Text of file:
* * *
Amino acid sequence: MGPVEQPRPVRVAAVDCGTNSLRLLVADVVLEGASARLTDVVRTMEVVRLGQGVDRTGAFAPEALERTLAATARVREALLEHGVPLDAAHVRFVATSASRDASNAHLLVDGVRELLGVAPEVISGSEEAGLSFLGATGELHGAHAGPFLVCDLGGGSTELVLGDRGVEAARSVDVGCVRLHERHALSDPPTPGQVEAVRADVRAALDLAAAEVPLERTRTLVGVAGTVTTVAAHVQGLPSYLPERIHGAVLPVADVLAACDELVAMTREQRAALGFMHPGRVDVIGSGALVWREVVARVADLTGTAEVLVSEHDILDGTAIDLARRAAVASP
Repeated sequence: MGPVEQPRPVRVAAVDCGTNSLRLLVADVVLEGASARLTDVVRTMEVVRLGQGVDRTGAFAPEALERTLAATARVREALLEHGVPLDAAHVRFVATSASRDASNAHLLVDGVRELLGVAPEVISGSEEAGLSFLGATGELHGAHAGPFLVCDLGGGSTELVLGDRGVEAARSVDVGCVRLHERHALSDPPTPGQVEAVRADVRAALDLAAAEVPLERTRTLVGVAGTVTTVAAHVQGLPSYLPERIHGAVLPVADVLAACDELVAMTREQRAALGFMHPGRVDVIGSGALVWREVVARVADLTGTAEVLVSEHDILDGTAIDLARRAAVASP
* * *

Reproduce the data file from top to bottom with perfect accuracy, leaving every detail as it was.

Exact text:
Amino acid sequence: MGPVEQPRPVRVAAVDCGTNSLRLLVADVVLEGASARLTDVVRTMEVVRLGQGVDRTGAFAPEALERTLAATARVREALLEHGVPLDAAHVRFVATSASRDASNAHLLVDGVRELLGVAPEVISGSEEAGLSFLGATGELHGAHAGPFLVCDLGGGSTELVLGDRGVEAARSVDVGCVRLHERHALSDPPTPGQVEAVRADVRAALDLAAAEVPLERTRTLVGVAGTVTTVAAHVQGLPSYLPERIHGAVLPVADVLAACDELVAMTREQRAALGFMHPGRVDVIGSGALVWREVVARVADLTGTAEVLVSEHDILDGTAIDLARRAAVASP
Repeated sequence: MGPVEQPRPVRVAAVDCGTNSLRLLVADVVLEGASARLTDVVRTMEVVRLGQGVDRTGAFAPEALERTLAATARVREALLEHGVPLDAAHVRFVATSASRDASNAHLLVDGVRELLGVAPEVISGSEEAGLSFLGATGELHGAHAGPFLVCDLGGGSTELVLGDRGVEAARSVDVGCVRLHERHALSDPPTPGQVEAVRADVRAALDLAAAEVPLERTRTLVGVAGTVTTVAAHVQGLPSYLPERIHGAVLPVADVLAACDELVAMTREQRAALGFMHPGRVDVIGSGALVWREVVARVADLTGTAEVLVSEHDILDGTAIDLARRAAVASP